Last week South Africa's government unveiled an "ambitious" climate change plan that includes rigorous energy efficiency measures and a carbon tax on CO2 polluting industries.
"The world faces a global climate emergency. It is now clear that only action by both developed and developing countries can prevent the climate crisis from deepening," environment minister Martinus Van Schalkwyk said in a statement.
In 2003 South Africa emitted 446 million tonnes of greenhouse gases "and forecasts growth to a maximum of 550 million tonnes a year by 2025."
South Africa wants the greenhouse gas emissions to stop growing "at the latest by 2020 to 2025, stabilise for up to 10 years, and then decline in absolute terms." Van Schalkwyk said that "the aim is to limit global temperature increases to two degrees above pre-industrial levels."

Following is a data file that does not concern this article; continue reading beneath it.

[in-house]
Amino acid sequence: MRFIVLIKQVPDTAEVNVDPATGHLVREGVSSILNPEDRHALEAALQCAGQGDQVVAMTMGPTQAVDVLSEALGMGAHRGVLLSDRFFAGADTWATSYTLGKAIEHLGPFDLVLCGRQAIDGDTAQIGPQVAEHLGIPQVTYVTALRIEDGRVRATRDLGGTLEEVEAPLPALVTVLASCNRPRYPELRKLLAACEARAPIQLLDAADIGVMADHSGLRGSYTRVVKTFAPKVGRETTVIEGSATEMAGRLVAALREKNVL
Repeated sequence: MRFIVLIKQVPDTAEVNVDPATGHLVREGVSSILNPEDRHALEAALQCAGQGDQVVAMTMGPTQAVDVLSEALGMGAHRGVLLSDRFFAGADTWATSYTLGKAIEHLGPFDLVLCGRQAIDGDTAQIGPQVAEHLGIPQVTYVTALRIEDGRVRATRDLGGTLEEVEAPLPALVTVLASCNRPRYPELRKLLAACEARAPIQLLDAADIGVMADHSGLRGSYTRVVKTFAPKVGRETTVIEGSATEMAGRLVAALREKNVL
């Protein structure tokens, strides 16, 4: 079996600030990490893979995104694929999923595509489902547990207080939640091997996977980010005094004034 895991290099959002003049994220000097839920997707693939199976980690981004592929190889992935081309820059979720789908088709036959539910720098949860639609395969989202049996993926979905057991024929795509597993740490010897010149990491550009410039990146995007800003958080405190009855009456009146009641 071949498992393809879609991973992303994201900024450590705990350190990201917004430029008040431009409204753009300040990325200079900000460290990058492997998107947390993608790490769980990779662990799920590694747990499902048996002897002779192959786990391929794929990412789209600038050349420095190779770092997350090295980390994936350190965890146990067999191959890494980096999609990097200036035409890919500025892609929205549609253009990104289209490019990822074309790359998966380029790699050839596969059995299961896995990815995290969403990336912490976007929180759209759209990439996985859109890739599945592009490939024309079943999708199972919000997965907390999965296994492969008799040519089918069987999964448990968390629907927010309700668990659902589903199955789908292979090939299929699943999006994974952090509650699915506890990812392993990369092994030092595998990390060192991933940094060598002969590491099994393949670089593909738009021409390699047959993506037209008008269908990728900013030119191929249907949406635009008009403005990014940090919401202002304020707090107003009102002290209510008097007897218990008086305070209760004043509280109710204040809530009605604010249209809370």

Both environment groups and business associations has welcomed the climate change plan saying itâ€™s a major step "towards galvanising rich industrialised nations into addressing climate change." Andre Fourie, chief executive of National Business Initiative, a group advocating sustainable development, said that "the cost of inaction far outweighs the cost of mitigating the effects of climate change."
Professor Harald Winkler, from the University of Cape Town climate change department, was also happy about the new proposed climate change plan, especially the carbon tax:
The proposed climate change plan has already been endorsed by the cabinet in South Africa and finance officials are already "investigating ways of implementing the [carbon] tax." But the plan must be approved by the parliament before it gets the final green light.